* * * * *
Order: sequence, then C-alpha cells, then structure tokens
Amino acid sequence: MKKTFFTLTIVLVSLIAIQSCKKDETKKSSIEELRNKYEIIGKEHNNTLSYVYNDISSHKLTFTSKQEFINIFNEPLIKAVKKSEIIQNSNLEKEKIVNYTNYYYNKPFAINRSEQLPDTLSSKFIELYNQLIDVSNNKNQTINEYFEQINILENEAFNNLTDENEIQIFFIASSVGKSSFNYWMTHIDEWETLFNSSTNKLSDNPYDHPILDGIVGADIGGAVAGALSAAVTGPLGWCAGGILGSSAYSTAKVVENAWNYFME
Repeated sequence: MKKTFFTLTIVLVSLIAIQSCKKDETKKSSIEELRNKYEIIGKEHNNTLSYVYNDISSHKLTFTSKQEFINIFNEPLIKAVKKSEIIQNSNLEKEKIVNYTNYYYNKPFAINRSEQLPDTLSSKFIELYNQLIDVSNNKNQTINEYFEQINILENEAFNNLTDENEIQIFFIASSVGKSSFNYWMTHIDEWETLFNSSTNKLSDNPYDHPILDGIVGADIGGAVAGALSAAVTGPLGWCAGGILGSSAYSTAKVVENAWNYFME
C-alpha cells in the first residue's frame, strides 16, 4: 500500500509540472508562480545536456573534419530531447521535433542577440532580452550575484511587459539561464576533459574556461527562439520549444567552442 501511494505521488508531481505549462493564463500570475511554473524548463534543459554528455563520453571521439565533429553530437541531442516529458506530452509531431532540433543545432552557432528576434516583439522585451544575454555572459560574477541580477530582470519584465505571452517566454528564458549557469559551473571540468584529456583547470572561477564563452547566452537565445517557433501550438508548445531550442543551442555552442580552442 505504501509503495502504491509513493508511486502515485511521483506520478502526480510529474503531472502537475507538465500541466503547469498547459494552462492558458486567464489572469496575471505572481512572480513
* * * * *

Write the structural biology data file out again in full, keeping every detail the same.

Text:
Order: sequence, then C-alpha cells, then structure tokens
Amino acid sequence: MKKTFFTLTIVLVSLIAIQSCKKDETKKSSIEELRNKYEIIGKEHNNTLSYVYNDISSHKLTFTSKQEFINIFNEPLIKAVKKSEIIQNSNLEKEKIVNYTNYYYNKPFAINRSEQLPDTLSSKFIELYNQLIDVSNNKNQTINEYFEQINILENEAFNNLTDENEIQIFFIASSVGKSSFNYWMTHIDEWETLFNSSTNKLSDNPYDHPILDGIVGADIGGAVAGALSAAVTGPLGWCAGGILGSSAYSTAKVVENAWNYFME
Repeated sequence: MKKTFFTLTIVLVSLIAIQSCKKDETKKSSIEELRNKYEIIGKEHNNTLSYVYNDISSHKLTFTSKQEFINIFNEPLIKAVKKSEIIQNSNLEKEKIVNYTNYYYNKPFAINRSEQLPDTLSSKFIELYNQLIDVSNNKNQTINEYFEQINILENEAFNNLTDENEIQIFFIASSVGKSSFNYWMTHIDEWETLFNSSTNKLSDNPYDHPILDGIVGADIGGAVAGALSAAVTGPLGWCAGGILGSSAYSTAKVVENAWNYFME
C-alpha cells in the first residue's frame, strides 16, 4: 500500500509540472508562480545536456573534419530531447521535433542577440532580452550575484511587459539561464576533459574556461527562439520549444567552442 501511494505521488508531481505549462493564463500570475511554473524548463534543459554528455563520453571521439565533429553530437541531442516529458506530452509531431532540433543545432552557432528576434516583439522585451544575454555572459560574477541580477530582470519584465505571452517566454528564458549557469559551473571540468584529456583547470572561477564563452547566452537565445517557433501550438508548445531550442543551442555552442580552442 505504501509503495502504491509513493508511486502515485511521483506520478502526480510529474503531472502537475507538465500541466503547469498547459494552462492558458486567464489572469496575471505572481512572480513